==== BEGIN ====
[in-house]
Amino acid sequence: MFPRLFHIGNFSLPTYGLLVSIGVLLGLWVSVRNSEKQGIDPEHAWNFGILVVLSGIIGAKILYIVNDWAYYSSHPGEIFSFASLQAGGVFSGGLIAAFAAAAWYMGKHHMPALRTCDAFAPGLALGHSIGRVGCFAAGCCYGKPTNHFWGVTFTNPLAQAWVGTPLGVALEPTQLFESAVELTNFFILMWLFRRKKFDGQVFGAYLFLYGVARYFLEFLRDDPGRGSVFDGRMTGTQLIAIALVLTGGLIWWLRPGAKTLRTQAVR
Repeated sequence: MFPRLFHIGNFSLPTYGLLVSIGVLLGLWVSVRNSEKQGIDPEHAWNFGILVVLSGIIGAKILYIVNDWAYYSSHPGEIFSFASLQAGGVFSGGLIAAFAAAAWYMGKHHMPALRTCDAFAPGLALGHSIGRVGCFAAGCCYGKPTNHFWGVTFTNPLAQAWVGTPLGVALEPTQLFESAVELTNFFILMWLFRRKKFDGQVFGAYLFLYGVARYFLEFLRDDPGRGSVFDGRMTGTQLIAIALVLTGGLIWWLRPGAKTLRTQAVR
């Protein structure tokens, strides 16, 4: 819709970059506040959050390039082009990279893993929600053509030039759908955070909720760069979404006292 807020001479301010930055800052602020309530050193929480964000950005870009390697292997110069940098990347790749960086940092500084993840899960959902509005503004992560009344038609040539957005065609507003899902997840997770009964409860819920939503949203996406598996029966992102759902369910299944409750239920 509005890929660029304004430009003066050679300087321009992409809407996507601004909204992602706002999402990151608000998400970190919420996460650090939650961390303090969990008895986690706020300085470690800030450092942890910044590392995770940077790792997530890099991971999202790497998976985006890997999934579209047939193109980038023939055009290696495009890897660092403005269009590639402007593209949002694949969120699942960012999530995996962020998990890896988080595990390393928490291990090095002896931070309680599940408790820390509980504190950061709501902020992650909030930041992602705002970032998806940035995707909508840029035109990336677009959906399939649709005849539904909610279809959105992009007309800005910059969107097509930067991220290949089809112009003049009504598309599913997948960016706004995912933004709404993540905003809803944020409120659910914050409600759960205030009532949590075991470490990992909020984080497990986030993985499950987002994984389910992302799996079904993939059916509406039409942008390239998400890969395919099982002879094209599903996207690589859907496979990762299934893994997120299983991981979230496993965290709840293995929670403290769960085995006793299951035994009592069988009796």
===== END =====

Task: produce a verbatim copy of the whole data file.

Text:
[in-house]
Amino acid sequence: MFPRLFHIGNFSLPTYGLLVSIGVLLGLWVSVRNSEKQGIDPEHAWNFGILVVLSGIIGAKILYIVNDWAYYSSHPGEIFSFASLQAGGVFSGGLIAAFAAAAWYMGKHHMPALRTCDAFAPGLALGHSIGRVGCFAAGCCYGKPTNHFWGVTFTNPLAQAWVGTPLGVALEPTQLFESAVELTNFFILMWLFRRKKFDGQVFGAYLFLYGVARYFLEFLRDDPGRGSVFDGRMTGTQLIAIALVLTGGLIWWLRPGAKTLRTQAVR
Repeated sequence: MFPRLFHIGNFSLPTYGLLVSIGVLLGLWVSVRNSEKQGIDPEHAWNFGILVVLSGIIGAKILYIVNDWAYYSSHPGEIFSFASLQAGGVFSGGLIAAFAAAAWYMGKHHMPALRTCDAFAPGLALGHSIGRVGCFAAGCCYGKPTNHFWGVTFTNPLAQAWVGTPLGVALEPTQLFESAVELTNFFILMWLFRRKKFDGQVFGAYLFLYGVARYFLEFLRDDPGRGSVFDGRMTGTQLIAIALVLTGGLIWWLRPGAKTLRTQAVR
């Protein structure tokens, strides 16, 4: 819709970059506040959050390039082009990279893993929600053509030039759908955070909720760069979404006292 807020001479301010930055800052602020309530050193929480964000950005870009390697292997110069940098990347790749960086940092500084993840899960959902509005503004992560009344038609040539957005065609507003899902997840997770009964409860819920939503949203996406598996029966992102759902369910299944409750239920 509005890929660029304004430009003066050679300087321009992409809407996507601004909204992602706002999402990151608000998400970190919420996460650090939650961390303090969990008895986690706020300085470690800030450092942890910044590392995770940077790792997530890099991971999202790497998976985006890997999934579209047939193109980038023939055009290696495009890897660092403005269009590639402007593209949002694949969120699942960012999530995996962020998990890896988080595990390393928490291990090095002896931070309680599940408790820390509980504190950061709501902020992650909030930041992602705002970032998806940035995707909508840029035109990336677009959906399939649709005849539904909610279809959105992009007309800005910059969107097509930067991220290949089809112009003049009504598309599913997948960016706004995912933004709404993540905003809803944020409120659910914050409600759960205030009532949590075991470490990992909020984080497990986030993985499950987002994984389910992302799996079904993939059916509406039409942008390239998400890969395919099982002879094209599903996207690589859907496979990762299934893994997120299983991981979230496993965290709840293995929670403290769960085995006793299951035994009592069988009796």